Secondary scoring continues to drive Bruins
By Ty Anderson, 985TheSportsHub.com
When the pile-up along the glass cleared, the game-winning, overtime goal in Boston’s Game 1 win over the Blue Jackets read back as a goal scored by Charlie Coyle, and with assists to Marcus Johansson and Danton Heinen.
If they had room for a third assist, it would have gone to Bruins general manager Don Sweeney.
Had it not been for Sweeney, that would have been Jakob Forsbacka Karlsson and Peter Cehlarik on the ice in that spot. That not only assumes that Bruce Cassidy trusts those players in that moment (the regular season proved he did not), but that the Bruins advance to this stage of the 2019 Stanley Cup Playoffs without a Coyle or Johansson on their roster.
By now, we know that second part is just laughably false.
Over the last two postseason games — a Game 7 against the Maple Leafs and a Game 1 against the Blue Jackets — the Bruins have seen the game-winning goals come from Johansson and Coyle. And if we want to expand on the roster as a whole, the goals have come from Joakim Nordstrom, Johansson, Sean Kuraly, Coyle, Patrice Bergeron, Noel Acciari, Coyle, and Coyle.
That’s a lot of depth scoring, and an awful lot of Sweeney.
“Secondary scoring… something we need,” Cassidy noted after the Black and Gold’s victory. “We lacked it at times this year. We seemed to have found it now, and it’s really helped us. The timing of it has been terrific, and [Coyle] was a big part of that tonight. So, very happy for him. He’s a hard-working guy, glad he got rewarded.”
There’s also something to be said for Cassidy’s willingness to stick with this Johansson-Coyle combination, even when their regular season results (or lack thereof) made you wonder if Cassidy was trying to force chemistry that simply wasn’t there. But from Johansson’s slick passes to Coyle’s shoot-first mentality — typically a rarity for a Boston center, especially those they’ve previously tried on their third line — you’re seeing Cassidy cooking up something special on line three.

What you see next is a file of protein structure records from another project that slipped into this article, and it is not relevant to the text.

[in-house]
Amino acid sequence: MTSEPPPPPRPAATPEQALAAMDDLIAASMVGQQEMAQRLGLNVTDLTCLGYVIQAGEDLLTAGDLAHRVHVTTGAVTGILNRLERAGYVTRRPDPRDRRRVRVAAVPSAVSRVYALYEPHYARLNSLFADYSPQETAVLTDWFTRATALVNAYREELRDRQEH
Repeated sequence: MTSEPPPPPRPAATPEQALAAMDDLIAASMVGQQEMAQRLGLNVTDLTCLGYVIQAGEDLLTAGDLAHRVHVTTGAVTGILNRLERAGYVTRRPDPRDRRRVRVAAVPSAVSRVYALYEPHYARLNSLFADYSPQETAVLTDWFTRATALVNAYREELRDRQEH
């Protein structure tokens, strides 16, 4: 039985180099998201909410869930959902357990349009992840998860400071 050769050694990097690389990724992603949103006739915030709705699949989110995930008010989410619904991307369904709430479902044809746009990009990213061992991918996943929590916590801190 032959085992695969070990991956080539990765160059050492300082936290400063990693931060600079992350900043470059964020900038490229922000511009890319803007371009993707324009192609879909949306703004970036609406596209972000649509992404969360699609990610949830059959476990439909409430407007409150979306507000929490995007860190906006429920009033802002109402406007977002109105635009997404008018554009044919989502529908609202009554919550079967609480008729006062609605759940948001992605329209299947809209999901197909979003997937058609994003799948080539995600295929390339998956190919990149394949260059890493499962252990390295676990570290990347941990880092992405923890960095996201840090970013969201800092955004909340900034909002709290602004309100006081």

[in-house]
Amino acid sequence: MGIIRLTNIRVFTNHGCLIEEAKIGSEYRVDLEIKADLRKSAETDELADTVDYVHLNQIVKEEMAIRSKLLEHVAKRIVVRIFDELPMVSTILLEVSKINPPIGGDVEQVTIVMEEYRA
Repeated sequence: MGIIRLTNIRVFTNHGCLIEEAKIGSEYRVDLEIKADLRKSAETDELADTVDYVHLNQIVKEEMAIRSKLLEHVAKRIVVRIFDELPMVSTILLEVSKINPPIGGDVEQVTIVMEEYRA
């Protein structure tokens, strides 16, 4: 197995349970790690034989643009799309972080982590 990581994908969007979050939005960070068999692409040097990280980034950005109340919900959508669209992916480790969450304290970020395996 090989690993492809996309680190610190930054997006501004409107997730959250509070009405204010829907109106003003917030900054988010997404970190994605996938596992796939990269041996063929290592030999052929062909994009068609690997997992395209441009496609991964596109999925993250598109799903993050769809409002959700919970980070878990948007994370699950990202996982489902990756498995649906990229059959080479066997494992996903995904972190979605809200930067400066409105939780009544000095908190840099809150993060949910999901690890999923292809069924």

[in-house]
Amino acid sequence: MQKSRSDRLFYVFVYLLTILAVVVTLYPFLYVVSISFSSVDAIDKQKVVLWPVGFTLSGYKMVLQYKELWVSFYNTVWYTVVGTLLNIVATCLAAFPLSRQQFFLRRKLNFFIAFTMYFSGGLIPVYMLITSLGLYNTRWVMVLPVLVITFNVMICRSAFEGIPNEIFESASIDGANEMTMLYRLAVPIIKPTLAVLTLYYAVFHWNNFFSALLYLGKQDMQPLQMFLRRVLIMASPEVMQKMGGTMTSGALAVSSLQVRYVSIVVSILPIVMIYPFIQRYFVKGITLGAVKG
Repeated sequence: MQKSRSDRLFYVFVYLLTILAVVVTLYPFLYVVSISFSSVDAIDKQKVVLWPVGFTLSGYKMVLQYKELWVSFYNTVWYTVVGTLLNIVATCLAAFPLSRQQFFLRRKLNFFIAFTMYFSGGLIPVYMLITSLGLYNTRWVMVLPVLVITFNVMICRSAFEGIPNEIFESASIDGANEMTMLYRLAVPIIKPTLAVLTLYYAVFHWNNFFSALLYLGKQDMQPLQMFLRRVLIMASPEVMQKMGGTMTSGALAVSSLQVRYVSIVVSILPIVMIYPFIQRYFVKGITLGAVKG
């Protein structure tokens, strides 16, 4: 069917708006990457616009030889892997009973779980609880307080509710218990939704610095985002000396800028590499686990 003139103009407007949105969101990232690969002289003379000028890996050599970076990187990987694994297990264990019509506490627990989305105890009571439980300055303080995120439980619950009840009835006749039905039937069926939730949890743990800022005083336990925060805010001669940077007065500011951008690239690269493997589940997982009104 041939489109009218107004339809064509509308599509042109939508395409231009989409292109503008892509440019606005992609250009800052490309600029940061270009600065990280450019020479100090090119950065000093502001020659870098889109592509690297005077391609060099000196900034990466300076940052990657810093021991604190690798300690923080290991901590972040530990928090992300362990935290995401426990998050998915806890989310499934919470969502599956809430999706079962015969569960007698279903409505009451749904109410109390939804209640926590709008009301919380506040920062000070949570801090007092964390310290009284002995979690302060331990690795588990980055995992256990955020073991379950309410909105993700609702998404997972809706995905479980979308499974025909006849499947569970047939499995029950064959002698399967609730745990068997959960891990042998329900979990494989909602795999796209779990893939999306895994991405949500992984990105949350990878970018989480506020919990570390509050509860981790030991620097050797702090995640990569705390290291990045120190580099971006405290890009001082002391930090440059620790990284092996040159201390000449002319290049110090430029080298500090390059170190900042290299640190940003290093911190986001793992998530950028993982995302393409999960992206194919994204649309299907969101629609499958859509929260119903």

“Well, it’s starting to develop,” Cassidy said of his third-line tandem. “That second goal is an all-world play.”
Charlie Coyle for the tie pic.twitter.com/sAPIo9UFTy— Pete Blackburn (@PeteBlackburn) April 26, 2019
Add this combination in with a fourth line that’s found its game return with a fully-healthy Sean Kuraly, and the Bruins are finding a way to thrive while their top talents are stuck in the mud of tough defensive assignments and strong goaltending.
That’s perhaps the first time you’ve been able to say that about the obviously top-heavy Bruins all season, and it’s something that’s changed the dynamic of what this team could do this spring in a playoff field short on ex-champs and superpowers.
“It’s what’s needed to win hockey games,” B’s defenseman Torey Krug said. “It’s no secret that the top two lines on our team, people key in on that. They have great scoring power so they’re trying to shut those guys down and all of a sudden it leads up to our bottom six just outworking the opposition, trying to get their chances, funnel pucks to the net and they get rewarded.”
Both on the ice and in the front office’s private box on level nine.
Here are some other random thoughts and notes from a 3-2 final at TD Garden…